• Use fruit as a source of sweetness on cereals, in desserts and in baked goods. Leave skin on fruit where possible to increase fibre content.
  • Include other high-fibre ingredients in baked goods and desserts. Wholemeal flour, grated vegetables, nuts, seeds and dried fruit will all slow down digestion and result in better blood sugar control.
  • Don’t stress if you need a little sugar/jam/honey on cereal or toast. Just make sure what you are having it with is high in fibre as this will help slow down digestion and absorption into the bloodstream.

See our feature How to stop sugar cravings for more handy tips.

What about sugar alternatives?

New products such as stevia, agave and coconut sugar are commonly seen on retail shelves and in recipes. Are we just fooling ourselves when we substitute these for regular sugar (sucrose) or is there some merit in doing so?

Stevia is a natural sweetener which comes from a South American plant, has been around for centuries and is considered safe. Its advantage lies in the fact that it has zero kilojoules and does not raise blood sugar, but some people find it has a metallic aftertaste.

Agave comes from the blue agave plant (which is also used to make tequila). Like sucrose,it is composed of glucose and fructose but is higher in fructose than sucrose (which is 50 per cent fructose). Since the body does not recognise where molecules of glucose and fructose have come from be it sucrose or agave, the same advice applies to this as to sugar. Also, since agave delivers more kilojoules per unit weight than sucrose, there is no kilojoule advantage to be had by using it.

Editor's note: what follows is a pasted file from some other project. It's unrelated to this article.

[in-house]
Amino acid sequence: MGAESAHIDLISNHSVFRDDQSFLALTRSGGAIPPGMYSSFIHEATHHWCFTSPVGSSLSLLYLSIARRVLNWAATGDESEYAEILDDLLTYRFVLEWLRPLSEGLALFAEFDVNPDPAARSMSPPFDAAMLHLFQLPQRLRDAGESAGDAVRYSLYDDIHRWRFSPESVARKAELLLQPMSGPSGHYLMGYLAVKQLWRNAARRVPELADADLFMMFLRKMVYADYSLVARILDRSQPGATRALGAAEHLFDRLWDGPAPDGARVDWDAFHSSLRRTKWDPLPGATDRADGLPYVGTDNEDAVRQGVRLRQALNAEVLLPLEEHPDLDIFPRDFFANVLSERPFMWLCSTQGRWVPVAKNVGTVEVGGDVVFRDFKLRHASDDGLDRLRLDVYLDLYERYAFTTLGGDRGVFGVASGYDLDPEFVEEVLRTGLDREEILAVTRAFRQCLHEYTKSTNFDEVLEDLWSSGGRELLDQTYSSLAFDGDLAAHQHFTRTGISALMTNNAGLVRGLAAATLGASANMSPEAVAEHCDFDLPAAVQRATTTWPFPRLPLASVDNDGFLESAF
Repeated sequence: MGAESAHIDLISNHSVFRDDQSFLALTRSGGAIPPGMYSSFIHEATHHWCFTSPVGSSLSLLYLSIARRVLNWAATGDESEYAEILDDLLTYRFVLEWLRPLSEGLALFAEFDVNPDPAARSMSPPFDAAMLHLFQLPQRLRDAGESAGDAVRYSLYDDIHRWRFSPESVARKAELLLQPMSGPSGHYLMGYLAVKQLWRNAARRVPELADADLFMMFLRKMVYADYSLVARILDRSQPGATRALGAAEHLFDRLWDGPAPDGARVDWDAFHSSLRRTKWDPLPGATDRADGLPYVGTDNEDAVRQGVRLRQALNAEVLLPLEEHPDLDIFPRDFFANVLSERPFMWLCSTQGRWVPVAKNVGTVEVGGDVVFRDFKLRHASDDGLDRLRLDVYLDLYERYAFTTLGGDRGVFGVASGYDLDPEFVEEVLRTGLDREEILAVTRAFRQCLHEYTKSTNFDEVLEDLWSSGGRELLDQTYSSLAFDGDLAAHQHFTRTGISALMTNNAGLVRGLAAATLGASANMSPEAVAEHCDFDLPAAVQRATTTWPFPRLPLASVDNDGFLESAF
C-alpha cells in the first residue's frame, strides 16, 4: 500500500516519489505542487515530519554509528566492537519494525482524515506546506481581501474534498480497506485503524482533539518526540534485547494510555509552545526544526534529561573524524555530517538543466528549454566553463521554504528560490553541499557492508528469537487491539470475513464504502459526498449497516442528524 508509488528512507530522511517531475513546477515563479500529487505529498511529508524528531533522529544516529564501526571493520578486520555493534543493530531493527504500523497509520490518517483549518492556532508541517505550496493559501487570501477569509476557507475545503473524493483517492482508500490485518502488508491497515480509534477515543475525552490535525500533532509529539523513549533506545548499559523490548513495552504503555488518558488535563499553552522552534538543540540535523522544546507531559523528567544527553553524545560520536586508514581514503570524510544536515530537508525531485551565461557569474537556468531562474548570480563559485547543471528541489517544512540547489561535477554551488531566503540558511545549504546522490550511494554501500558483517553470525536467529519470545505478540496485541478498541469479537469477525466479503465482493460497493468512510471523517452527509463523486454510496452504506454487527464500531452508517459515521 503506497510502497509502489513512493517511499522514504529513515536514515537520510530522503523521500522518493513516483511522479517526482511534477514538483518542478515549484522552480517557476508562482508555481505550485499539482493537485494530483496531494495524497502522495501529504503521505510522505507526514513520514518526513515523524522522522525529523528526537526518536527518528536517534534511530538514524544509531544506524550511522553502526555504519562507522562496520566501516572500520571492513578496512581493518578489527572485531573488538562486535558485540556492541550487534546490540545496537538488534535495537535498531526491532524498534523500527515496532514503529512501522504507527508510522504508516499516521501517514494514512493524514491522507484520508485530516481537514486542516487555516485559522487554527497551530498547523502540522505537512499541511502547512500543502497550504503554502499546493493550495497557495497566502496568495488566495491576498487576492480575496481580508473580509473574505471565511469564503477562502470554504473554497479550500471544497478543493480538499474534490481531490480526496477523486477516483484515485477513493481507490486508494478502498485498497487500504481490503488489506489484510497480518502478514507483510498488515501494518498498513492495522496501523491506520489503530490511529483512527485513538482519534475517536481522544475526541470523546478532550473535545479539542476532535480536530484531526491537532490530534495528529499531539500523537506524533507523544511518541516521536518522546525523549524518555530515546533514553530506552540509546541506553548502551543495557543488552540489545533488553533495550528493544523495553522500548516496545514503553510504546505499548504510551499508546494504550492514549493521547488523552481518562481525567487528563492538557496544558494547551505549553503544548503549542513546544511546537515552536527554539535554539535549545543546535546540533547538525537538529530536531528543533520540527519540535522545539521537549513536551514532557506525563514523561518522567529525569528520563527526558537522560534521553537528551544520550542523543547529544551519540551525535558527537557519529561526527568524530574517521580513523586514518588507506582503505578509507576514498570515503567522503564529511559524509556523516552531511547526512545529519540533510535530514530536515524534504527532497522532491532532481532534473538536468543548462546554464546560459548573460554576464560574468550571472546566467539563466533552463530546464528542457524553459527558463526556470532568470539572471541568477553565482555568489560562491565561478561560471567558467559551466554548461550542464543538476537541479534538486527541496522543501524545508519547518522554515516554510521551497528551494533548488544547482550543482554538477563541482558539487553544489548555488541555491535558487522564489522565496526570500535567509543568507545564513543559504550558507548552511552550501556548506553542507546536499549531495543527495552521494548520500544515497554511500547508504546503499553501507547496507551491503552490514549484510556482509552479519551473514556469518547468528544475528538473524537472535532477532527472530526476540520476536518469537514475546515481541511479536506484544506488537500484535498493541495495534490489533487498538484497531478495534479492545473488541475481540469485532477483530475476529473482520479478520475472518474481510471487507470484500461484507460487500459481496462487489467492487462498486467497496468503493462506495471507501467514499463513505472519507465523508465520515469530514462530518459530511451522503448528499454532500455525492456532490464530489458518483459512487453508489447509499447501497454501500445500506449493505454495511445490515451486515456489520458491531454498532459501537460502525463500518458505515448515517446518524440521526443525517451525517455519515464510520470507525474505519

Artificial sweeteners: Whatever the variety, these still reinforce a sweet taste and do nothing to reduce a ‘sugar habit’. Recent studies on mice suggest artificial sweeteners may also induce glucose intolerance and therefore increase the risk of type 2 diabetes by altering the gut microbiota.

Honey is often used as a sugar substitute because it has healthier connotations. Honey has a slightly different mix of glucose and fructose than regular table sugar (sucrose) and also contains varying amounts of minerals such as zinc and selenium. Honey is mostly sugar: it may be a slightly better choice but as with anything sweet, don’t overdo it.

Coconut sugar: Anything ‘coconut’ seems to be wearing the popularity crown at the moment. Like sucrose, however, it is still composed of glucose and fructose. A recent study in the ASEAN food journal found that coconut sugar is 78 per cent sucrose (compared with 100 per cent of table sugar). The other 22 per cent is made up of inulin (a type of fibre that supports gut health) and antioxidants. This gives it a lower glycaemic index than table sugar, something which proponents have latched onto. However, since it is a free sugar (taken out of the cells that would naturally contain it), limited use is advised. Think of it as you would honey — a slightly better alternative to sugar but still something to limit.

Best advice

Sugar alternatives and artificial sweeteners all reinforce a sweet tooth. Instead of searching high and wide for the perfect no-kilojoule sugar replacement it seems smarter to eat sugar the ‘old- fashioned’ way: ie. ‘less is best’ (see Checklist: How to consume sugar wisely, above). Skip the soft drinks, juice, cakes, bikkies, lollies and all too sweet yoghurts and just add a little sugar to real foods occasionally when needed. If a little sugar sprinkled on porridge is enough to induce a child to eat oats, then this is a no-brainer.